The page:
Amnesty: the major stumbling block to Colombia’s peace process

07 April 2015 by Louisa Reynolds

Almost two-and-a-half years after the Colombian government and the Revolutionary Armed Forces of Colombia (FARC) began peace talks in Havana, key agreements have been reached on land reform, political participation and drug trafficking.

Colombian President Juan Manuel Santos, who recently rejected the idea of granting the FARC total amnesty (Photo: Flickr/globovision)
Image caption: 
Colombian President Juan Manuel Santos, who recently rejected the idea of granting the FARC total amnesty (Photo: Flickr/globovision)

However, the issue of amnesty remains a major stumbling block. It has left Colombian President Juan Manuel Santos with the tricky task of appeasing those who oppose any concessions to the FARC while also taking care not to derail the peace process. At the same time, he is constrained by the International Criminal Court, which his country joined in 2002 and which grants The Hague court partial jurisdiction over the types of crimes potentially covered in an amnesty deal.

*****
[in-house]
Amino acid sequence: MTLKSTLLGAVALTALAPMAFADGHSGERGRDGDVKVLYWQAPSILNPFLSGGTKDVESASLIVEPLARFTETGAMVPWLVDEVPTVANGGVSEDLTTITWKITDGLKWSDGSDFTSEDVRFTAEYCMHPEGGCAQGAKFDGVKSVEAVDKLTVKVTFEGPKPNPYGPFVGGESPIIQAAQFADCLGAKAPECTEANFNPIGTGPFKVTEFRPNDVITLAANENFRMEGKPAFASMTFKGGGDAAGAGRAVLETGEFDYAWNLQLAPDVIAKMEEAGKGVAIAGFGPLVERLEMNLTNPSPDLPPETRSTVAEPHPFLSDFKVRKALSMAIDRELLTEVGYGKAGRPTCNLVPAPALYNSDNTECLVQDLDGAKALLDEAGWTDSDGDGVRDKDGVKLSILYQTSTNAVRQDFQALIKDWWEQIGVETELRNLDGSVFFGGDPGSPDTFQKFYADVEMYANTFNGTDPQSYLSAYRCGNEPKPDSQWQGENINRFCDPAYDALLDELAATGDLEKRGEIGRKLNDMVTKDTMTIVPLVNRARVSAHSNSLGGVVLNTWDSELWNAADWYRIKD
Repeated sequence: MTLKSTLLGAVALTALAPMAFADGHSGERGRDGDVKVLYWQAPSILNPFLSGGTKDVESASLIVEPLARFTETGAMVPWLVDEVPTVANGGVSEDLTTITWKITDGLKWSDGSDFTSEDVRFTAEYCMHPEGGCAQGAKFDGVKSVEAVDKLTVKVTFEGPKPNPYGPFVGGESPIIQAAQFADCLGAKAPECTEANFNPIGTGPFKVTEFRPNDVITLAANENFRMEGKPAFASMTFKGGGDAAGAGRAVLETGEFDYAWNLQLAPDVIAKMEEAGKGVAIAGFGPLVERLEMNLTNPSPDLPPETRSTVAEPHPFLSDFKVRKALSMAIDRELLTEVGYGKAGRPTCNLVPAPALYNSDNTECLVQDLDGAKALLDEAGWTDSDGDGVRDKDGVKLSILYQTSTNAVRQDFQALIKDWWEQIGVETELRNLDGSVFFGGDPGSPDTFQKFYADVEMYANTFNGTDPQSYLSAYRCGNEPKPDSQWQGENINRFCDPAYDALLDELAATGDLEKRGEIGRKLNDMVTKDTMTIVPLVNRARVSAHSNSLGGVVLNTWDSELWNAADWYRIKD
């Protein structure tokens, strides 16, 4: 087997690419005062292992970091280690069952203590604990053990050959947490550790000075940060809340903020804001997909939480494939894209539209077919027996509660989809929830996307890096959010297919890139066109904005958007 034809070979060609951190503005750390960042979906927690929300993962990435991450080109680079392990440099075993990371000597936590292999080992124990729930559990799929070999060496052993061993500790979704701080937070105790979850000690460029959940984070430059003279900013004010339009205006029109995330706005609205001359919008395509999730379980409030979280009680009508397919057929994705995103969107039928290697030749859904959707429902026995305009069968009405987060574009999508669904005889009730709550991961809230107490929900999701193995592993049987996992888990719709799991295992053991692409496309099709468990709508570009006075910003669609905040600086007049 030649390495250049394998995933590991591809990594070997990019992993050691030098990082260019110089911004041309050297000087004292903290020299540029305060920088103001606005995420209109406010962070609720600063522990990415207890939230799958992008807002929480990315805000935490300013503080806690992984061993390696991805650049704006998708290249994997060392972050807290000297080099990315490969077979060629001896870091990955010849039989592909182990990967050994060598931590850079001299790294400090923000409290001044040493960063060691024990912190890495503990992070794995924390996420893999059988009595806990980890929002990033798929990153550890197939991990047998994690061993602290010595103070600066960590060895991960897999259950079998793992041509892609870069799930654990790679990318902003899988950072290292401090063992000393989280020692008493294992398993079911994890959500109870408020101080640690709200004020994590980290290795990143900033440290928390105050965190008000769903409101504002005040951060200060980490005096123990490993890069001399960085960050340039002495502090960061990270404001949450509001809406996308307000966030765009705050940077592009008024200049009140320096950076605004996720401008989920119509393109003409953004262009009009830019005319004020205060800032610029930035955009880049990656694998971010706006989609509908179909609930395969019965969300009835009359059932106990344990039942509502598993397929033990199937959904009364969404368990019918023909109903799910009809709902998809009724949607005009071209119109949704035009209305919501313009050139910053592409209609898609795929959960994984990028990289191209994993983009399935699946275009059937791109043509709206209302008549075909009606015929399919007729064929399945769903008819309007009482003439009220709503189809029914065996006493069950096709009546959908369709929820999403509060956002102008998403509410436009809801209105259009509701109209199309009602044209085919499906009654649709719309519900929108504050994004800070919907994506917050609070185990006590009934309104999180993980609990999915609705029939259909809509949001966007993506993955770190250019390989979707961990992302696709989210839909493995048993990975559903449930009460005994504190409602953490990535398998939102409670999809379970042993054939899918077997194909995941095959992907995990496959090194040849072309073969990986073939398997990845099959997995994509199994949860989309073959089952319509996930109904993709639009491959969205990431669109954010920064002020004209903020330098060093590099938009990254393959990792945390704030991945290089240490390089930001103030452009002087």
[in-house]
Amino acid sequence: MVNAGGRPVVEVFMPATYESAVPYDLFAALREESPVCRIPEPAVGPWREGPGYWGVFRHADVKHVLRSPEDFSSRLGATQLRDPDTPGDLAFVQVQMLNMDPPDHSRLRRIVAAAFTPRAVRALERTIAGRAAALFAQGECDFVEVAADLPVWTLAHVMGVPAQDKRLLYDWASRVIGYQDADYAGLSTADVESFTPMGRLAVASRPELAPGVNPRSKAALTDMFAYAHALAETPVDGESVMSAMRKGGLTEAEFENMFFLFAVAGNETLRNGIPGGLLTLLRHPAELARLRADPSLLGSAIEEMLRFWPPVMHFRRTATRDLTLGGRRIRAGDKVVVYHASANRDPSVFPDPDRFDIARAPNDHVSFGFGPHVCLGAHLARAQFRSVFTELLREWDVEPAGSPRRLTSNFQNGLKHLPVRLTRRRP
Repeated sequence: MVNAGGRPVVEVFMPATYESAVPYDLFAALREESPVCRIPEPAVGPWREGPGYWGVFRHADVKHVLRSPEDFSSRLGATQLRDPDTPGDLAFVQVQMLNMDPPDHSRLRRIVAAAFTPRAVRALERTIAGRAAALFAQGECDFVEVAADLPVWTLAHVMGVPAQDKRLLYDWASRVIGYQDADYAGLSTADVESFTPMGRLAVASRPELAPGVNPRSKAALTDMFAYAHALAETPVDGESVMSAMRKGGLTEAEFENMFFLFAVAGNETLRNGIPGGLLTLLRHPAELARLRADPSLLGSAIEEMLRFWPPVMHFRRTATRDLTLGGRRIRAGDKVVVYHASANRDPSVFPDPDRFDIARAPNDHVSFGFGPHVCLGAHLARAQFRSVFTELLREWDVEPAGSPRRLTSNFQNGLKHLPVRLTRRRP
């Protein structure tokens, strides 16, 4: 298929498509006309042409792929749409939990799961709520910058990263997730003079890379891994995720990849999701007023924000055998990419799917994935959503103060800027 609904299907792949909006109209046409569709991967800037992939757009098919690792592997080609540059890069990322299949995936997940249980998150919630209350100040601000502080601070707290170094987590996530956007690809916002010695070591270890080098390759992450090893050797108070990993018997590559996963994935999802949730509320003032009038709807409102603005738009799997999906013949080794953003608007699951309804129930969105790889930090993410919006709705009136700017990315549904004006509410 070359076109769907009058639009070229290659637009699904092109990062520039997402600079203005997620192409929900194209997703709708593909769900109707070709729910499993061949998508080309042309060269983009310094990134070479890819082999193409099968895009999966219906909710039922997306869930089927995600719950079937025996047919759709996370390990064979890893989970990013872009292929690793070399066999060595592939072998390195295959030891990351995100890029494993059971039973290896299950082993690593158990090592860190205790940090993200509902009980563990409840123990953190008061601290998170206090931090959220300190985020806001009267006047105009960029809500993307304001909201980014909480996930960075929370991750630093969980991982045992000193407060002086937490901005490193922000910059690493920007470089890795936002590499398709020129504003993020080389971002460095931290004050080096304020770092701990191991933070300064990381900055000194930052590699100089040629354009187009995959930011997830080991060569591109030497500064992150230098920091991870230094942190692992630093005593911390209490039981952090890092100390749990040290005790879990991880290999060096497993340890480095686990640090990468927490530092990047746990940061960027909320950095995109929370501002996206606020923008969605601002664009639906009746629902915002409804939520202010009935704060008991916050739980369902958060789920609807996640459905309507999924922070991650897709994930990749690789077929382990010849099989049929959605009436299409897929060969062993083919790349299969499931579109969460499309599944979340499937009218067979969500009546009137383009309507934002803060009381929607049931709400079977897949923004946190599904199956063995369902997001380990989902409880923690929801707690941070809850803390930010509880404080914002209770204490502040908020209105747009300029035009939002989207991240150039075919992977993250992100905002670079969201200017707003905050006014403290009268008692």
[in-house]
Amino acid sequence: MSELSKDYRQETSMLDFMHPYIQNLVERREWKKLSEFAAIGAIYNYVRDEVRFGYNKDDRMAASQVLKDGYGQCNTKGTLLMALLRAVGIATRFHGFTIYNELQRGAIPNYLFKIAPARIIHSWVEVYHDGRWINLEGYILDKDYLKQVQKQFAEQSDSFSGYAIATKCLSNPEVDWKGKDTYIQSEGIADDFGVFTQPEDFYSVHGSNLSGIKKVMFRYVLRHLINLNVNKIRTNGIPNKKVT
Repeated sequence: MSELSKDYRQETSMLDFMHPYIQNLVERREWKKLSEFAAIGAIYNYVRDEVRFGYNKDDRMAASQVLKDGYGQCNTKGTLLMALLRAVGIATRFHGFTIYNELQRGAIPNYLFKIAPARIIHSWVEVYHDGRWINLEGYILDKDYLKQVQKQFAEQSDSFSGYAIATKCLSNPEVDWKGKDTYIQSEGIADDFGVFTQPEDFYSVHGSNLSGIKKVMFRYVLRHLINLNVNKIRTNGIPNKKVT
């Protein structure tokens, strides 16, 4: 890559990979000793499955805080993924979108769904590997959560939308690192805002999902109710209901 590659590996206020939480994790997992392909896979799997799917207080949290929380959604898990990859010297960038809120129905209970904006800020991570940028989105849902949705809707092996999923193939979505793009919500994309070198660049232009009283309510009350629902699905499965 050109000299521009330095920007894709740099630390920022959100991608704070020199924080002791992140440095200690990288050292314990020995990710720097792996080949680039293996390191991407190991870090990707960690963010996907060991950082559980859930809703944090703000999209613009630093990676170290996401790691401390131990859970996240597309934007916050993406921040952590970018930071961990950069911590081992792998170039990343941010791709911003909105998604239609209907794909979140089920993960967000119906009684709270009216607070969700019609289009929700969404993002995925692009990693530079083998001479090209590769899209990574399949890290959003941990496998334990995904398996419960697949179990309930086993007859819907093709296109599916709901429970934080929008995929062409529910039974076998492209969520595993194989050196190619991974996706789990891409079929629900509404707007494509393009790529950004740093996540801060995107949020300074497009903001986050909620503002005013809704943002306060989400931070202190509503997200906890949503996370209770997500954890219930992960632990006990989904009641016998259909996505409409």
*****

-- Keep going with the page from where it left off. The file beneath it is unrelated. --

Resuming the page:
In an attempt to end over five decades of conflict that pitted left-wing rebels against government troops and right-wing paramilitaries, the two sides have followed a chapter-by-chapter approach to negotiations, with Cuba and Norway acting as mediators.

Observers say participation by key FARC commanders, such as Pastor Alape and Pablo Catatumbo, and rebels, such as Romana – allegedly behind the strategy of mass kidnappings – shows that the movement is united behind the peace process and bodes well for successful negotiations.

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